Sorry about being late to the party, I've been a bit busy lately.

> From: Nicko van Someren <[EMAIL PROTECTED]>
> Subject: Re: [Mac_crypto] Apple should use SHA! (or stronger) to
> authenticate software releases
> List-Id: Macintosh Cryptography <>
> List-Post: <mailto:[EMAIL PROTECTED]>
> List-Help: <mailto:[EMAIL PROTECTED]>
> List-Subscribe: <>,
> <mailto:[EMAIL PROTECTED]>
> List-Archive: <>
> Date: Wed, 7 Apr 2004 12:53:56 +0100
> It's not clear to me that you need all this complexity.  All you need
> if to arrange that the attacker does not know exactly what will be
> signed until it has been signed.  So you append some randomness from a
> good random number source to the end of the file just before you sign
> it, and you're safe.

I'm not quite sure that's a good solution, that random tail provides exactly
what the attacker needs to make this as easy as possible. Since the random
tail cannot be know beforehand it cannot be known by the user of the patch.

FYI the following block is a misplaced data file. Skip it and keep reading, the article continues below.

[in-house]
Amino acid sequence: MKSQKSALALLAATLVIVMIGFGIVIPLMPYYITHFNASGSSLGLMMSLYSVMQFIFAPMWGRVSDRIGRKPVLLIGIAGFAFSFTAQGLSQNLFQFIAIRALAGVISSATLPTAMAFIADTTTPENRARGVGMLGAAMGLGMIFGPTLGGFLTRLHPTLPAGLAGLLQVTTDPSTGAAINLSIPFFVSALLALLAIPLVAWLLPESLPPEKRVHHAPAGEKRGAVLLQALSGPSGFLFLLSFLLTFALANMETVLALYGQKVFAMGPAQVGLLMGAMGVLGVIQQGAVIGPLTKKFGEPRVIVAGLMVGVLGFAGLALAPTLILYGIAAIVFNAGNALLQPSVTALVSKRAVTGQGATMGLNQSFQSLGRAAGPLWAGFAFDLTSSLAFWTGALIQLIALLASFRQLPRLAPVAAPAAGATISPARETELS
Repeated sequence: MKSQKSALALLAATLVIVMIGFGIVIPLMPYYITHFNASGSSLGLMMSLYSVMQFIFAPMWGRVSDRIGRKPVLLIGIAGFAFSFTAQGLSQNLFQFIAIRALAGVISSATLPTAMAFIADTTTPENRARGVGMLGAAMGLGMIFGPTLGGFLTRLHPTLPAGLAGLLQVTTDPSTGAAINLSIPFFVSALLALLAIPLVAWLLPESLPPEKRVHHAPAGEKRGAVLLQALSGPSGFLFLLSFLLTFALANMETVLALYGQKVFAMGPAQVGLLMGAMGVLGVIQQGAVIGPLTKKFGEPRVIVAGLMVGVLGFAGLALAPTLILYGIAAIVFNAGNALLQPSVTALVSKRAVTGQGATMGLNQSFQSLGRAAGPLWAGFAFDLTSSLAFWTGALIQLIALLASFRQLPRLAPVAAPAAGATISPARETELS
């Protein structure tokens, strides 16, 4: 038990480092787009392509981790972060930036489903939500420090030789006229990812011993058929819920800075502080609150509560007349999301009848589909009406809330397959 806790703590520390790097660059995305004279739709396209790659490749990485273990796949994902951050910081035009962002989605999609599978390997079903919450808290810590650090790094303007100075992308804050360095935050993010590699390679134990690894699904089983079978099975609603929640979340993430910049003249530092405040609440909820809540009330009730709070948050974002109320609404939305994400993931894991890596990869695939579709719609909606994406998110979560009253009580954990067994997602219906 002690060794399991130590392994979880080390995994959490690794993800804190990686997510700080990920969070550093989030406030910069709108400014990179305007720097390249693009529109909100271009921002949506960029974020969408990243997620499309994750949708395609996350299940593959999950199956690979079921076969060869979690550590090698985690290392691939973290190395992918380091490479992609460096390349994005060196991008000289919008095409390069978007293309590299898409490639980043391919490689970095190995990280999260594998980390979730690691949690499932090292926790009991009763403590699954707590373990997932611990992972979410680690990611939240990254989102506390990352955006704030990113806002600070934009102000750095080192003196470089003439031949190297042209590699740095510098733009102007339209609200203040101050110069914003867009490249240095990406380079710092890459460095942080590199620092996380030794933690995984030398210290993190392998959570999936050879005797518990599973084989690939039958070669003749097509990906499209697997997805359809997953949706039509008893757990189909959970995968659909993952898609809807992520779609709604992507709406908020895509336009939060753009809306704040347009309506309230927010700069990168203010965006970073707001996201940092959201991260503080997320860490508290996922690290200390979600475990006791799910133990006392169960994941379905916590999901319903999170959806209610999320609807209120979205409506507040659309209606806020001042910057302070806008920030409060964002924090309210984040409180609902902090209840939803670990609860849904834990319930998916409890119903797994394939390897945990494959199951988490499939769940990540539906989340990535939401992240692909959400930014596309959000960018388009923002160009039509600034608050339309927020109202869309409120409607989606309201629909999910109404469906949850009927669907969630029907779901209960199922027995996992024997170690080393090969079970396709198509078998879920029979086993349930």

If anything this would actually make an attack easier. It is only if the
random data is from a _bad_ random source that you might actually gain some
security (a bad source would at the very least have redundancy, internal or
external, that could be verified by the end user, making it more complex to
compute valid numbers). Instead it would probably be more useful to include
the same random number between each file, this should short circuit all but
the most fatal of hash flaws, but might open up other possibilities (I don't
have the time right now to prove things about it).

On a related note does anyone happen to know of any useful papers on
patching, specifically patch integrity/source verification?

The Cryptography Mailing List
Unsubscribe by sending "unsubscribe cryptography" to [EMAIL PROTECTED]

Reply via email to